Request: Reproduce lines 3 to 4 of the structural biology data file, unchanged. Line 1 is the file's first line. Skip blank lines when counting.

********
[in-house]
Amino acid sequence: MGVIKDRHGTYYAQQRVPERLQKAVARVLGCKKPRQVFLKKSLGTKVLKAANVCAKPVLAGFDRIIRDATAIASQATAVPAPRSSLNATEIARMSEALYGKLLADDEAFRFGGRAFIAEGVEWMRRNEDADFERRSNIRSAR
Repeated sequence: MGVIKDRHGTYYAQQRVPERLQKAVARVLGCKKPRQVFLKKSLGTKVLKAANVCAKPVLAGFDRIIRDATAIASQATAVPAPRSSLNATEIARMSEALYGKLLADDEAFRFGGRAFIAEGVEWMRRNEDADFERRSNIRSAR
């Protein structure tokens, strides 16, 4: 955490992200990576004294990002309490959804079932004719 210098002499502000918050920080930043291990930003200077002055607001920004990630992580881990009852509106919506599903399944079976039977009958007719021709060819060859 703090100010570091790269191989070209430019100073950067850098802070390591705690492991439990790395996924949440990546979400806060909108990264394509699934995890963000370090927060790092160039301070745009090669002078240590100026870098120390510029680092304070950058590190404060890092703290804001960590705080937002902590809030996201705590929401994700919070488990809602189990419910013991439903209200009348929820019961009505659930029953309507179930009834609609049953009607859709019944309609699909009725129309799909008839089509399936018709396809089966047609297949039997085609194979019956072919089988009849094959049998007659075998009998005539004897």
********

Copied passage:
Repeated sequence: MGVIKDRHGTYYAQQRVPERLQKAVARVLGCKKPRQVFLKKSLGTKVLKAANVCAKPVLAGFDRIIRDATAIASQATAVPAPRSSLNATEIARMSEALYGKLLADDEAFRFGGRAFIAEGVEWMRRNEDADFERRSNIRSAR
């Protein structure tokens, strides 16, 4: 955490992200990576004294990002309490959804079932004719 210098002499502000918050920080930043291990930003200077002055607001920004990630992580881990009852509106919506599903399944079976039977009958007719021709060819060859 703090100010570091790269191989070209430019100073950067850098802070390591705690492991439990790395996924949440990546979400806060909108990264394509699934995890963000370090927060790092160039301070745009090669002078240590100026870098120390510029680092304070950058590190404060890092703290804001960590705080937002902590809030996201705590929401994700919070488990809602189990419910013991439903209200009348929820019961009505659930029953309507179930009834609609049953009607859709019944309609699909009725129309799909008839089509399936018709396809089966047609297949039997085609194979019956072919089988009849094959049998007659075998009998005539004897």